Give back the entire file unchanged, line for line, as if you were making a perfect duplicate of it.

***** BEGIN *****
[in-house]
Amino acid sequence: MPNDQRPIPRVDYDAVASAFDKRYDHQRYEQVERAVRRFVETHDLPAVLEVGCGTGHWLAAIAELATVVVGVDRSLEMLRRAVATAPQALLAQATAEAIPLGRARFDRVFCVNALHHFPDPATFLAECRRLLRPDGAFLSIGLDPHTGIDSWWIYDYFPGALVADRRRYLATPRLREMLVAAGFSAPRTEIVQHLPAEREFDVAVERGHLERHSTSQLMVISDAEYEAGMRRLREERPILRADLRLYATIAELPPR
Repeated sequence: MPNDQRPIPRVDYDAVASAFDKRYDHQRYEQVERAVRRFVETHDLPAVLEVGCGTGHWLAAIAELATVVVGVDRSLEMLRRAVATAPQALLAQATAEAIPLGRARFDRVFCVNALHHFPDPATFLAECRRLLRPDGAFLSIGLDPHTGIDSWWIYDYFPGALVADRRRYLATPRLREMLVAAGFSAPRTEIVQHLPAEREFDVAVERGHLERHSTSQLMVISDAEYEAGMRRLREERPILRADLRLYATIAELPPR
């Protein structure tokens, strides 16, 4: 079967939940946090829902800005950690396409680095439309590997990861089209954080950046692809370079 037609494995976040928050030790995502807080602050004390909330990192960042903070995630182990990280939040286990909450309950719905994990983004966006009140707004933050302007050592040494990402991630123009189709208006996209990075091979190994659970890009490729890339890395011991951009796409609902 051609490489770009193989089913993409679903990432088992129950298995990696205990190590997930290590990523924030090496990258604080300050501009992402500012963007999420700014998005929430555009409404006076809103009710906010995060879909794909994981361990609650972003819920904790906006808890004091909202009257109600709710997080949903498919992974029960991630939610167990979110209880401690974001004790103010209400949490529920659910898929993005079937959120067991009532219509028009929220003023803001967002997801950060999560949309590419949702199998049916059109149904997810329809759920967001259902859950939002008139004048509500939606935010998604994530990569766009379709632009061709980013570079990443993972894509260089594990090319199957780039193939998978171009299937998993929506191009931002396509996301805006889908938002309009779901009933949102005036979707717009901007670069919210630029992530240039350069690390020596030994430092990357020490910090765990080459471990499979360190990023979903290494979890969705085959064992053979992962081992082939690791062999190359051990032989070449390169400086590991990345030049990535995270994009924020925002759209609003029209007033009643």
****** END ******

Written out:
[in-house]
Amino acid sequence: MPNDQRPIPRVDYDAVASAFDKRYDHQRYEQVERAVRRFVETHDLPAVLEVGCGTGHWLAAIAELATVVVGVDRSLEMLRRAVATAPQALLAQATAEAIPLGRARFDRVFCVNALHHFPDPATFLAECRRLLRPDGAFLSIGLDPHTGIDSWWIYDYFPGALVADRRRYLATPRLREMLVAAGFSAPRTEIVQHLPAEREFDVAVERGHLERHSTSQLMVISDAEYEAGMRRLREERPILRADLRLYATIAELPPR
Repeated sequence: MPNDQRPIPRVDYDAVASAFDKRYDHQRYEQVERAVRRFVETHDLPAVLEVGCGTGHWLAAIAELATVVVGVDRSLEMLRRAVATAPQALLAQATAEAIPLGRARFDRVFCVNALHHFPDPATFLAECRRLLRPDGAFLSIGLDPHTGIDSWWIYDYFPGALVADRRRYLATPRLREMLVAAGFSAPRTEIVQHLPAEREFDVAVERGHLERHSTSQLMVISDAEYEAGMRRLREERPILRADLRLYATIAELPPR
């Protein structure tokens, strides 16, 4: 079967939940946090829902800005950690396409680095439309590997990861089209954080950046692809370079 037609494995976040928050030790995502807080602050004390909330990192960042903070995630182990990280939040286990909450309950719905994990983004966006009140707004933050302007050592040494990402991630123009189709208006996209990075091979190994659970890009490729890339890395011991951009796409609902 051609490489770009193989089913993409679903990432088992129950298995990696205990190590997930290590990523924030090496990258604080300050501009992402500012963007999420700014998005929430555009409404006076809103009710906010995060879909794909994981361990609650972003819920904790906006808890004091909202009257109600709710997080949903498919992974029960991630939610167990979110209880401690974001004790103010209400949490529920659910898929993005079937959120067991009532219509028009929220003023803001967002997801950060999560949309590419949702199998049916059109149904997810329809759920967001259902859950939002008139004048509500939606935010998604994530990569766009379709632009061709980013570079990443993972894509260089594990090319199957780039193939998978171009299937998993929506191009931002396509996301805006889908938002309009779901009933949102005036979707717009901007670069919210630029992530240039350069690390020596030994430092990357020490910090765990080459471990499979360190990023979903290494979890969705085959064992053979992962081992082939690791062999190359051990032989070449390169400086590991990345030049990535995270994009924020925002759209609003029209007033009643």